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Boys tend to do better in science exams than girls

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Boys tend to do better in science exams than girls
Boys tend to do better in science exams than girls. wikimedia commons

New York, Dec 31, 2017: Boys tend to outperform girls in high-stakes science tests, but it is not because they are better students, according to researchers. The study, published in the journal Plos One, showed that performance gaps between male and female students increased or decreased based on whether instructors emphasised or de-emphasised the value of exams.

“This is not simply due to a ‘watering down’ of poor performance through the use of easy points,” said one of the researchers Sehoya Cotner, associate professor at the University of Minnesota. “Rather, on the exams themselves, women perform on par with men when the stakes are not so high,” Cotner said. The findings suggest that changing how instructors assess students could help close the achievement gap between male and female students in some science courses.

The results were based on a year-long study of students in nine introductory biology courses. The researchers found that female students did not under-perform in courses where exams count for less than half of the total course grade. In a separate study, instructors changed the curriculum in three different courses to place higher or lesser value on high-stakes exams (for example, midterms and finals) and observed gender-biased patterns in performance.

“When the value of exams is changed, performance gaps increase or decrease accordingly,” Cotner said. These findings build on recent research that showed that on average, women’s exam performance is adversely affected by test anxiety. By moving to a “mixed model” of student assessment — including lower-stakes exams, as well as quizzes and other assignments — instructors can decrease well established performance gaps between male and female students in science courses, the study added. (IANS)

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Girls Who are More Physically Active in Childhood may Have Better Lung Functioning in Adolescence

The high prevalence of physical inactivity observed in children is worrying

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Girls, Active, Childhood
The study, published in the International Journal of Epidemiology, examined the relationship between physical activity, from childhood to young days and lung function in adolescence in 2,300 boys and girls participating in the Avon Longitudinal Study of Parents and Children (ALSPAC). Pixabay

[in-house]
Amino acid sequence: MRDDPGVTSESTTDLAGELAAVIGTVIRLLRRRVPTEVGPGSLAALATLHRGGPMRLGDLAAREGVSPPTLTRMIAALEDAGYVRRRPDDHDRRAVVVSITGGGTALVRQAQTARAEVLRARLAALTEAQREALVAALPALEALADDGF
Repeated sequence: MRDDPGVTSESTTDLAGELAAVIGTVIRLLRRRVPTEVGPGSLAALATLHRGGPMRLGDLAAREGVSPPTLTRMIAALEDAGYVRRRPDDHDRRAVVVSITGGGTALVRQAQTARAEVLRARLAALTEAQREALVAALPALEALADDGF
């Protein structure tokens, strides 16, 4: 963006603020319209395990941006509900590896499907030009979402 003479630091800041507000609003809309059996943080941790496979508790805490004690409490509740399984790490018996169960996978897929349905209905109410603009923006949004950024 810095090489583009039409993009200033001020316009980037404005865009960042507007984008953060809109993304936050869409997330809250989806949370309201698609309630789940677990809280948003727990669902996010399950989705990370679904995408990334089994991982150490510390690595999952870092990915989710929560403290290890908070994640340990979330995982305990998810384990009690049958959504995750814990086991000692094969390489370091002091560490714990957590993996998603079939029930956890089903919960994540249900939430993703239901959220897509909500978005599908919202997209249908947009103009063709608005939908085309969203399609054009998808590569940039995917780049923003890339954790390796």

Parents, please take note. Researchers have demonstrated an association between regular physical activity during childhood and higher lung function in adolescent girls compared to boys.

The study, published in the International Journal of Epidemiology, examined the relationship between physical activity, from childhood to young days and lung function in adolescence in 2,300 boys and girls participating in the Avon Longitudinal Study of Parents and Children (ALSPAC).

“The high prevalence of physical inactivity observed in children is worrying. Extrapolated to the population as a whole, this is a factor that could have a considerable impact on lung function,” said Judith Garcia Aymerich from Barcelona Institute for Global Health (ISGlobal).

“Strategies for promoting physical activity in childhood could be highly beneficial for the respiratory health of the population,” she added.

Girls, Active, Childhood
Researchers have demonstrated an association between regular physical activity during childhood and higher lung function in adolescent girls compared to boys. Pixabay

According to the researchers, the children’s physical activity was recorded using an Actigraph sensor over seven-day periods at 11, 13 and 15 years of age and their lung function was analysed by spirometry at 8 and 15 years of age.

The children’s parents also completed questionnaires on socio-demographic, psychological and lifestyle-related factors.

The researchers defined low, moderate and high physical activity trajectories.

“Girls in the moderate and high physical activity trajectories had a higher exhalation capacity — that is, greater forced expiratory volume — than girls in the low physical activity trajectory,” said study lead author Celina Roda from ISGlobal.

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In contrast, no such association was observed in boys. One possible explanation, according to researchers, is that “growth spurts occur earlier in girls than in boys, so any effect of physical activity on lung function can be more easily observed at an earlier age in girls”.

The findings showed that less than 7 per cent of the children achieved the level of physical activity recommended by the World Health Organisation — a minimum of 60 minutes each day. (IANS)